In this paper, we document the process of displacement of over 11,000 villagers who were removed from their homes and relocated in modern apartment blocks in order to make way for the construction of a new business district for Shanghai at Hongqiao in the west of the city. We conceptualise this process in terms of a regime of displacement, seeing it as part of a much larger move undertaken by the Chinese party-state to create a fully urbanised society to serve a modernised economy. In this process villagers lose their source of livelihood while the state gains the land from which it is then able to extract maximum profit before handing it over to the business sector (both state-owned and private).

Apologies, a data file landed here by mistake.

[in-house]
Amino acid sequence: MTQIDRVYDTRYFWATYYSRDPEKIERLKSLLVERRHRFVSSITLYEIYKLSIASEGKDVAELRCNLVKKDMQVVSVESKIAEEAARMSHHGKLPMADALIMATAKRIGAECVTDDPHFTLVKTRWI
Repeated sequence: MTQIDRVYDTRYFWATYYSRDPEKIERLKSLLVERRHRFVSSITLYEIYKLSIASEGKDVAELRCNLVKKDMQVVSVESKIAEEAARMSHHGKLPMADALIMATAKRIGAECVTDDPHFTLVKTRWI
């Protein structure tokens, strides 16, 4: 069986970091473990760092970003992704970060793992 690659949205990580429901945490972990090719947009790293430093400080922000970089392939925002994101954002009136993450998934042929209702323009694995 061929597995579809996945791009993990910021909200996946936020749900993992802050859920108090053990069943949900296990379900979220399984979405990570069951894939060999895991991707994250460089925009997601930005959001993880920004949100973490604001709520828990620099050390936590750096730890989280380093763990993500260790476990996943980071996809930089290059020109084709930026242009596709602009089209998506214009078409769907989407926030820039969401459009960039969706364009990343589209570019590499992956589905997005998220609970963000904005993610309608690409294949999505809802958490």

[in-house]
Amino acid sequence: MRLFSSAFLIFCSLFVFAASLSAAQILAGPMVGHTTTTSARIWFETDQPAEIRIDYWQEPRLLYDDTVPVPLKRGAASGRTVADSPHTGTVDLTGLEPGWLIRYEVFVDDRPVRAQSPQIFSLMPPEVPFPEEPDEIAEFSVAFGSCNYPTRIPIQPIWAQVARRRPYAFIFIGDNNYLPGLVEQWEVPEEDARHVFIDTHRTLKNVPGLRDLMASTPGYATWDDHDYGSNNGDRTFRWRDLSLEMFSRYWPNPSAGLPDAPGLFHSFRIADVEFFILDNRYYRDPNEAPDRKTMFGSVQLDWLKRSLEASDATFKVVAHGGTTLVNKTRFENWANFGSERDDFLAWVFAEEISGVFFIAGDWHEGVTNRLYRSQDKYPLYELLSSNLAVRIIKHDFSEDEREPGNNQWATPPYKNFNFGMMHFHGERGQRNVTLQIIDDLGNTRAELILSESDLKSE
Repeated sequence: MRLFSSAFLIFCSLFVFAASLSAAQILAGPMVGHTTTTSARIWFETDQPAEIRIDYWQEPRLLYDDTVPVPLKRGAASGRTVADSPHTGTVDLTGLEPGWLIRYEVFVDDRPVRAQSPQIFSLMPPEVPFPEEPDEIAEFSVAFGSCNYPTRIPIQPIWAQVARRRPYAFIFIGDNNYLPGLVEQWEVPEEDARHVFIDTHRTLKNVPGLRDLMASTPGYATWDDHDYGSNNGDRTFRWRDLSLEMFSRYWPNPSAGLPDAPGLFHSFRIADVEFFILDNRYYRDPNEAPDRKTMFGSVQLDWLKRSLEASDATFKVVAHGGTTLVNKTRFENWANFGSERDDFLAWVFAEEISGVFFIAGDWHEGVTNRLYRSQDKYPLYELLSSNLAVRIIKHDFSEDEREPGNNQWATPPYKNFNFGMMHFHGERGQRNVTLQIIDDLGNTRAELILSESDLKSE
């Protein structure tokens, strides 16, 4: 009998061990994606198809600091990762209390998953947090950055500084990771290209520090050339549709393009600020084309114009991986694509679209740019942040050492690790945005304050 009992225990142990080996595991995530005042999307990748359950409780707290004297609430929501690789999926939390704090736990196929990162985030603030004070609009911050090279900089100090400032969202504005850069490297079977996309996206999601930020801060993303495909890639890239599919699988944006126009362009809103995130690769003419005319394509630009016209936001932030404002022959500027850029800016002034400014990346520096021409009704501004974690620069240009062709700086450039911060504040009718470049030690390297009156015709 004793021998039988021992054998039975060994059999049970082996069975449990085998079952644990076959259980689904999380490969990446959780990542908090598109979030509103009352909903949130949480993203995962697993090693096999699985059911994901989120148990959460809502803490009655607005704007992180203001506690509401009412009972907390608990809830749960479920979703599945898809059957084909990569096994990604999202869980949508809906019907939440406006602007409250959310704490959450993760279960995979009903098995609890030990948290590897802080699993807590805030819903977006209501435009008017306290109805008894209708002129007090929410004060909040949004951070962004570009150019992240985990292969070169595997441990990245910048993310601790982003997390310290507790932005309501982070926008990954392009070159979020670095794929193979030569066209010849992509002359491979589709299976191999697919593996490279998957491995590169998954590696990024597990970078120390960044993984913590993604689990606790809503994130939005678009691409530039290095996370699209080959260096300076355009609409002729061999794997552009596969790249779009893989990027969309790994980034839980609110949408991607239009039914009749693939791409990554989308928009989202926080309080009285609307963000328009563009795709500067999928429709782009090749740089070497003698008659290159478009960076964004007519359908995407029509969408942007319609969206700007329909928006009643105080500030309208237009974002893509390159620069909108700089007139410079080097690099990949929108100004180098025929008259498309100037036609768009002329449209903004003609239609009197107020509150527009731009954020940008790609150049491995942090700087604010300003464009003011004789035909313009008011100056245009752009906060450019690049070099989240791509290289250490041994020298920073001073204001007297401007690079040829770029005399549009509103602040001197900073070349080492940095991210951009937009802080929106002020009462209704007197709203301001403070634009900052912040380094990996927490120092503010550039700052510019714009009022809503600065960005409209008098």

Our research involved interviews with officials and villagers and an extensive questionnaire survey of those who were displaced. We asked villagers about their lives and livelihoods before relocation, about compensation and the process of relocation and about their quality of life and means of making a living after their relocation. In terms of the relocation process our findings underline the multiple injustices that stem from the unequal relationship between the state and the villagers. Previous to their relocation, villagers had made a living through farming and renting out accommodation to migrants. Even though, the authorities had given many relocatees multiple apartments, we found that the former villagers felt high degrees of uncertainty around their ability to make a living. The overwhelming feeling was that while the physical environment had improved they had lost their economic security. The state was thus able successfully to pursue its overall aims of boosting the regional economy of the west of Shanghai and urbanising the population.